Dance review: The Other Side, Campbelltown Arts Centre

What's on the other side and how do we get there?

The Other Side is the latest contemporary dance work commissioned by Campbelltown Arts Centre. Created by choreographer and performer Brianna Kell in collaboration with Sydney noise band Party Dozen and visual artist Jodie Whalen, The Other Side combines epic and minimalist aesthetics to genuinely explore the possibilities of live performance.

Kell is frank in her program notes about the collaboration’s interest in using improvisation to generate experiences of connection and transcendence – to get to the other side. The question lingers though – to the other side of what? To the other side of normality, restricted ways of being, numbness? There was a tangible sense of struggle throughout the work, of being up against something, which the impressive force of Kell’s presence and the surges of sound conjured by Party Dozen seemed to organise against – and definite moments where their effort glistened with the possibility of something ‘other’ – something other beyond the sum of the parts.

The work began with an immense wall of sound. Its physicality was invigorating. Kell stood atop a speaker seeming to absorb its energy. Kirsty Tickle and Jonathan Boulet of Party Dozen were stationed upstage producing the penetrating and enveloping sound.

This set-up, in which Party Dozen offered a sonic world that Kell physically responded to, introduced the structure of the work and it played out in an almost concert-like experience with brief ruptures as the performers reset between songs. 

In what feels like the second track – or world – the trio took a more gradual approach in their attempts to journey to the other side. Kell accumulated movements, looping back through gestures, deepening her connection to Tickle and Boulet. This restraint paid off and gave rise to an affecting moment in which Kell seemed genuinely moved by the same force driving the sound. Kell’s movements here were effortless, lightning quick and delightful.

Numerous tracks followed, each coloured with evolving visual elements and choreographic focuses. In one the stage was flooded with red light and thick haze, while Kell furled and unfurled on a low plane. In another, a somewhat nostalgic tune emanated from Tickle’s saxophone as she and Kell attempted to align the rhythm of their breath. Later, Kell emerged in a queenlike gown and, gesturing toward the installation inhabiting one corner of the theatre, momentarily merged with this cascade of similarly shimmery surfaces.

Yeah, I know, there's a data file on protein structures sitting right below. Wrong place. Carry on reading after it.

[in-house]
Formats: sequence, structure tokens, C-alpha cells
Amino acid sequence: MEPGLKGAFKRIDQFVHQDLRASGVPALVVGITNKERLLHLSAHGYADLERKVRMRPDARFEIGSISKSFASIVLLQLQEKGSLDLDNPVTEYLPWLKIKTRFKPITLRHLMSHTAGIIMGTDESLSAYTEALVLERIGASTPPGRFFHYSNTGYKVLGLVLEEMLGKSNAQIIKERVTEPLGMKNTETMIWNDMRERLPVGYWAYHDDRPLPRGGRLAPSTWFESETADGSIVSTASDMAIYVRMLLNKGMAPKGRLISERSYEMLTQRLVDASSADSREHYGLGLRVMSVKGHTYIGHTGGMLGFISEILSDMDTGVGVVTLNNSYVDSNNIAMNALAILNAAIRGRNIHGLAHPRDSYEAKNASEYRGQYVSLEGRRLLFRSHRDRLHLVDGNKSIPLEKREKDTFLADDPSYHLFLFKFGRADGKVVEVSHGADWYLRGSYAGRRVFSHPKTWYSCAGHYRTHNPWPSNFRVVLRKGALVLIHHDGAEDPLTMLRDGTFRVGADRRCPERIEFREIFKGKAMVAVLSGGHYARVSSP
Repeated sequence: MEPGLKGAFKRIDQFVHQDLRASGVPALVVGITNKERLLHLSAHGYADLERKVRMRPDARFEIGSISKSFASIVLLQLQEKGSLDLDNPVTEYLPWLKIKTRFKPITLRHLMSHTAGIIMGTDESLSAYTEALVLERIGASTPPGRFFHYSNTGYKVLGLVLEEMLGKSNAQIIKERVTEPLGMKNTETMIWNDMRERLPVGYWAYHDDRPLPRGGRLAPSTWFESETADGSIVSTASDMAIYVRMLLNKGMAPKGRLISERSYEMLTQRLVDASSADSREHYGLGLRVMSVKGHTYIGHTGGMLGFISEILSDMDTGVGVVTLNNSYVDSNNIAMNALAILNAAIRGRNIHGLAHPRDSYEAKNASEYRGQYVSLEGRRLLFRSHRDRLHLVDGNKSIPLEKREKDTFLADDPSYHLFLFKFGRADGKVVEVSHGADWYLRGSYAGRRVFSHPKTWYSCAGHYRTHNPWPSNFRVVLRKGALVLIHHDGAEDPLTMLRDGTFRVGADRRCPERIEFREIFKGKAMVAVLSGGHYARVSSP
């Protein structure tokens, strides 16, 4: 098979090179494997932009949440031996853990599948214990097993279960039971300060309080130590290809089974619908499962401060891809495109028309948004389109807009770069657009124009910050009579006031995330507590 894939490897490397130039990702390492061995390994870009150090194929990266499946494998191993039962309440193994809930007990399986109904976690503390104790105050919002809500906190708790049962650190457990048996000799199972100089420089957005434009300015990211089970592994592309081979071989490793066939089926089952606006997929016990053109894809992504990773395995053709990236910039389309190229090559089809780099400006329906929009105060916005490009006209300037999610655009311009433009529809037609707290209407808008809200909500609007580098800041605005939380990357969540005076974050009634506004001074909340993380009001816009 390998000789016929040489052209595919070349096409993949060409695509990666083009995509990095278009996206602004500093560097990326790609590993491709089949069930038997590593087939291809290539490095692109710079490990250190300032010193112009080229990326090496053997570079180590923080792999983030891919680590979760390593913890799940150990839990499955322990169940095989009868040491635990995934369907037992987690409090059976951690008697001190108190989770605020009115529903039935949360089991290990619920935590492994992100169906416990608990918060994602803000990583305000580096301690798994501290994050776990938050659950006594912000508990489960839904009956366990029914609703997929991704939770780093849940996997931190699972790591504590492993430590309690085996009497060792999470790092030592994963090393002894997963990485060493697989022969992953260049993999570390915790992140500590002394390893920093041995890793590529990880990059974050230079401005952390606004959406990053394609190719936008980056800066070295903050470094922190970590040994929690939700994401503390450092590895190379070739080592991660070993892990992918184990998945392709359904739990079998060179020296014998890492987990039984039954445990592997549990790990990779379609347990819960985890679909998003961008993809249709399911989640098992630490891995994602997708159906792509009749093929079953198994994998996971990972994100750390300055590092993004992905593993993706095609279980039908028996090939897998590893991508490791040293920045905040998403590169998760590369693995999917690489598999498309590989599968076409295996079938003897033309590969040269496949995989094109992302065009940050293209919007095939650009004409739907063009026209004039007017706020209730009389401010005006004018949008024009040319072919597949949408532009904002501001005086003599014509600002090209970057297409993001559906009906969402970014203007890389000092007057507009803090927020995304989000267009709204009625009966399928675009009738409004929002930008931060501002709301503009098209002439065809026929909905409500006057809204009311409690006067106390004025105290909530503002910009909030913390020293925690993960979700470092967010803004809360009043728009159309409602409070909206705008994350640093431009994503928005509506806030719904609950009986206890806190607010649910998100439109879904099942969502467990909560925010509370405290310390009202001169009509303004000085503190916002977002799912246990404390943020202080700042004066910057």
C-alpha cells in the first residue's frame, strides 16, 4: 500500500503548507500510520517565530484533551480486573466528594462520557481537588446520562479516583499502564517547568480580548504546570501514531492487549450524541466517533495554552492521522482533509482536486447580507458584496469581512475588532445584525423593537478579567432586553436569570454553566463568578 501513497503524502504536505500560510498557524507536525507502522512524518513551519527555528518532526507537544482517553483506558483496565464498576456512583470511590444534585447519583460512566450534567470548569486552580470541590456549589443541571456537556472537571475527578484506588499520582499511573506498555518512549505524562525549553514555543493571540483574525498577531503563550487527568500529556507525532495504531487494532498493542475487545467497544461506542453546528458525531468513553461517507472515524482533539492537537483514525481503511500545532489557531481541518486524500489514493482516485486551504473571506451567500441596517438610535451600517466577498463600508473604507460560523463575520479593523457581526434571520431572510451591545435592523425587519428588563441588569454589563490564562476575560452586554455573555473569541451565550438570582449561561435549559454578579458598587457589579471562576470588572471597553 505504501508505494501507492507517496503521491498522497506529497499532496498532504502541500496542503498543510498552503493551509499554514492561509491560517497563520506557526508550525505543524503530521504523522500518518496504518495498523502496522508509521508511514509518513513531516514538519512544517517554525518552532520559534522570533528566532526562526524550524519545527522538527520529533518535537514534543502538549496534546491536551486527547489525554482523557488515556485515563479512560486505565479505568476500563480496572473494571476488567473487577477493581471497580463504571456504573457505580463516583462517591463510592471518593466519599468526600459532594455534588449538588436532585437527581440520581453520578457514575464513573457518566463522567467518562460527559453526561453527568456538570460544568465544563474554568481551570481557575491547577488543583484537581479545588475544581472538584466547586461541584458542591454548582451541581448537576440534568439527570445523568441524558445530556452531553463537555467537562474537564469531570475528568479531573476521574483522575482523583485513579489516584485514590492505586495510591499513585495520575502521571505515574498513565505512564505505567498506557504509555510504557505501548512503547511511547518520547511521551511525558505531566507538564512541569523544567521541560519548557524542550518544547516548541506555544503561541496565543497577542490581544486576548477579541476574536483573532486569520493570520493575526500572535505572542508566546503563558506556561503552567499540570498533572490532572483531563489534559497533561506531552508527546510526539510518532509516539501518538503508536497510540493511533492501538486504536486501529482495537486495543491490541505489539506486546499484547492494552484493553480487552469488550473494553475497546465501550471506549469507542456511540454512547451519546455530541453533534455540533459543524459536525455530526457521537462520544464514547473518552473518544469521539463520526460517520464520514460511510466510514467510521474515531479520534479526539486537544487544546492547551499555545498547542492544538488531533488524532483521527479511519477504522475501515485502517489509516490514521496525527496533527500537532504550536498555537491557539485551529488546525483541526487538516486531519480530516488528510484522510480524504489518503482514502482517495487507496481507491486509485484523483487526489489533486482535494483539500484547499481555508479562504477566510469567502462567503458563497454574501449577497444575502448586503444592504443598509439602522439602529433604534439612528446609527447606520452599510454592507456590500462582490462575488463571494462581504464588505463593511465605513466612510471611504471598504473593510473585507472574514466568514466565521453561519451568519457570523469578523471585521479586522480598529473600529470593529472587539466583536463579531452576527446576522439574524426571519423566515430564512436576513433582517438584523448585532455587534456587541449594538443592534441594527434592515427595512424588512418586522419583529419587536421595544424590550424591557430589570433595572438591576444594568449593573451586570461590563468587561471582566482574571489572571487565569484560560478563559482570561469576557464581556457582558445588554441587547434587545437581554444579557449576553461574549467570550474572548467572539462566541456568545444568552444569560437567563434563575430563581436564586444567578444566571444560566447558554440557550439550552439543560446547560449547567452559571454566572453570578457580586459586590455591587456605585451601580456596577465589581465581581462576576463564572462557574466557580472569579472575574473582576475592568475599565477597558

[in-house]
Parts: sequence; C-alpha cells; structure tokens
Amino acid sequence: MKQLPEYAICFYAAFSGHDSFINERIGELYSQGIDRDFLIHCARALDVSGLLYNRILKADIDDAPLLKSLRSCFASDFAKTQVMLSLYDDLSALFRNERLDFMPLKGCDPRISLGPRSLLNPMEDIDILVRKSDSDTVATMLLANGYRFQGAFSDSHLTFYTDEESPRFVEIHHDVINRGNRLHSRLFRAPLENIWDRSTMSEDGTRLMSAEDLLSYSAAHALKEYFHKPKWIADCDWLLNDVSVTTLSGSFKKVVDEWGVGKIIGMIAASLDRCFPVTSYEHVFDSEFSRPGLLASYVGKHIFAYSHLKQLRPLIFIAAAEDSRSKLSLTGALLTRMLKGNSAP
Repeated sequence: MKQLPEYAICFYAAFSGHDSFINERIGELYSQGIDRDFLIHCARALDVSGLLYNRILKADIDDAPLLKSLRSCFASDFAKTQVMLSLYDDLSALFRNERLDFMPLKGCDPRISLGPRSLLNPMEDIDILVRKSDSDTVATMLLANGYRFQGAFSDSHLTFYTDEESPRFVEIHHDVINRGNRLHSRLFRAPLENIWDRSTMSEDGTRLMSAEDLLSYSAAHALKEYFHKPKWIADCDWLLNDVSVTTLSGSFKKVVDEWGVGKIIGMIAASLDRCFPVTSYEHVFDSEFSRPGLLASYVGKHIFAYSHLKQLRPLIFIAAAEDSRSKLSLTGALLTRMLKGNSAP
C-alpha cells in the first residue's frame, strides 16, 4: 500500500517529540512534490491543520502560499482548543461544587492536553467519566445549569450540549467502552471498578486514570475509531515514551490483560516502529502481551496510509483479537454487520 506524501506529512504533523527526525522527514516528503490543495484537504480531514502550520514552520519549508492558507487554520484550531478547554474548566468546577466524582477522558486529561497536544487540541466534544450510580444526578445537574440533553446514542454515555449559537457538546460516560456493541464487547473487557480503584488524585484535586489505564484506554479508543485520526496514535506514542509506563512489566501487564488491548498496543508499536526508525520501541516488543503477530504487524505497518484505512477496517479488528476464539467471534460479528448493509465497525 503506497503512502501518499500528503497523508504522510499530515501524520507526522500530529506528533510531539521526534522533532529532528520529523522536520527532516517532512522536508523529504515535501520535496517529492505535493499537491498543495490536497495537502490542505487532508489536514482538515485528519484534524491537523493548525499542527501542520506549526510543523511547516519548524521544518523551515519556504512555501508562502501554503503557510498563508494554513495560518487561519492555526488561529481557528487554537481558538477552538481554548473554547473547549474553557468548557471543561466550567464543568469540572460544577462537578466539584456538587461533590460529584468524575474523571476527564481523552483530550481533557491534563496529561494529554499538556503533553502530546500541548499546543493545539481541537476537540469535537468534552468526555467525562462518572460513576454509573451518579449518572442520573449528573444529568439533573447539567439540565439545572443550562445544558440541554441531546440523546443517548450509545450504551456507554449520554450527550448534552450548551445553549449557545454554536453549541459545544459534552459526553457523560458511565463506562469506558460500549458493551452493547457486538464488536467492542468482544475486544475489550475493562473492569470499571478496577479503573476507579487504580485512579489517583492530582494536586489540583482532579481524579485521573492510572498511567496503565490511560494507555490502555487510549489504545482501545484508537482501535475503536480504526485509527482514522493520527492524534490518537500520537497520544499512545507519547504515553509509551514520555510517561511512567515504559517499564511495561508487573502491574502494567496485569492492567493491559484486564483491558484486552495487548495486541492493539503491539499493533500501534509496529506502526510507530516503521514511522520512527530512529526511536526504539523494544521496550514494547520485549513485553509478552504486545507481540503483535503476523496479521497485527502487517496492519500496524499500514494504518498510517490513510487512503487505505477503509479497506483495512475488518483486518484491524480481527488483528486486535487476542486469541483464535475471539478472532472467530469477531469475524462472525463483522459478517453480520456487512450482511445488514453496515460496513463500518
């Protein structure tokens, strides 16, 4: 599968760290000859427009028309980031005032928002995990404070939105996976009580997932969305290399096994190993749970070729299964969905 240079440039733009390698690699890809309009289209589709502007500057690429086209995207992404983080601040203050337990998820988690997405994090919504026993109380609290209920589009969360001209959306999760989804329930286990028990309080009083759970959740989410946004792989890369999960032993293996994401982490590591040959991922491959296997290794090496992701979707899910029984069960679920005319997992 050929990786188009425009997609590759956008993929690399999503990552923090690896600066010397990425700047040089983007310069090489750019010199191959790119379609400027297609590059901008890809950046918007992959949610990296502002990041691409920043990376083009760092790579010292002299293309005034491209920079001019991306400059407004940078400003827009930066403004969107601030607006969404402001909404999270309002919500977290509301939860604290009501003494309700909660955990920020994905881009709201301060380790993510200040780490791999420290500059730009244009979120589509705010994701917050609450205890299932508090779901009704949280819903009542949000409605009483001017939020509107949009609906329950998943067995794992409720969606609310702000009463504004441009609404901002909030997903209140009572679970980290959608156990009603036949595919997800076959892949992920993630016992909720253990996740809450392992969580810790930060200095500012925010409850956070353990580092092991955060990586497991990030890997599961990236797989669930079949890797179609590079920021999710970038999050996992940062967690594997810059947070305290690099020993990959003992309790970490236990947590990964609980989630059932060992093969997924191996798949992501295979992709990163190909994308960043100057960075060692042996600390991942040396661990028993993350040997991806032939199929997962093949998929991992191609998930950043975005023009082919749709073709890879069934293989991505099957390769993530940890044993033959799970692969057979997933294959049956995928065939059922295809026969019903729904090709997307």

These visual elements had the feeling of a tightly reined in penchant for glam. The reflective exterior of the installation was reproduced briefly on different walls using projection. The surfaces, which reflected rather than permitted the passage of light, offered a possible metaphor for the resistant thresholds that Kell and Party Dozen aimed to transgress. 

In the final act, the repetition of the format began to feel a little stretched, but fortunately something subtle shifted in Kell’s performance (possibly a product of the structure’s repetition) and I found myself unexpectedly moved. A self-reflexiveness emerged and, as she executed some classic big dance moves in her attempt to meet the massiveness of Party Dozen’s sound, there was a glance and knowingness that communicated her sensation of physical satisfaction – and weariness too.

Somehow this slightly more nuanced mode of performing, which looped the audience in to the effort of the undertaking, allowed me to feel my own kind of embodied shift. I guess this was part of the magic and challenge of working with improvisation. The process of attunement and decision-making was played out before the audience. 

Read: Dance review: Progress Report, The Substation

At all moments throughout The Other Side, Kell was a joy to watch and commandingly negotiated the challenge set for herself. However, the vulnerability that emerged in the final section offered a more permeable surface and I realised we too were invited not just to witness, but to experience the possibilities of the other side. 

The Other Side
Created by Brianna Kell, Party Dozen and Jodie Whalen
Campbelltown Arts Centre, NSW

The Other Side was performed from 23-25 February 2023

Rhiannon is an Australian dancer and choreographer who grew up on Dunghutti Land on the Mid-North Coast of NSW. Working from Gadigal Land (Sydney), Rhiannon makes contributions to community and culture through choreography, performance, teaching, research and curation. She has developed her choreographic practice through residency, commission and presentation opportunities throughout Australia, South-East Asia, Europe and North America and has presented her work in contexts such as Sydney Festival, Dance Massive, Dancehouse, Baltic Circle International Theatre Festival (Helsinki), Dance Nucleus (Singapore), and Movement Research at The Judson Church (New York City) among others. Rhiannon recently completed a Masters of Philosophy in Creative Arts researching the idea of Embodied Ecological Awareness; continues to co-curate the performance-lecture series Talking Bodies; and is a part-time lecturer in dance at the Australian College of Physical Education.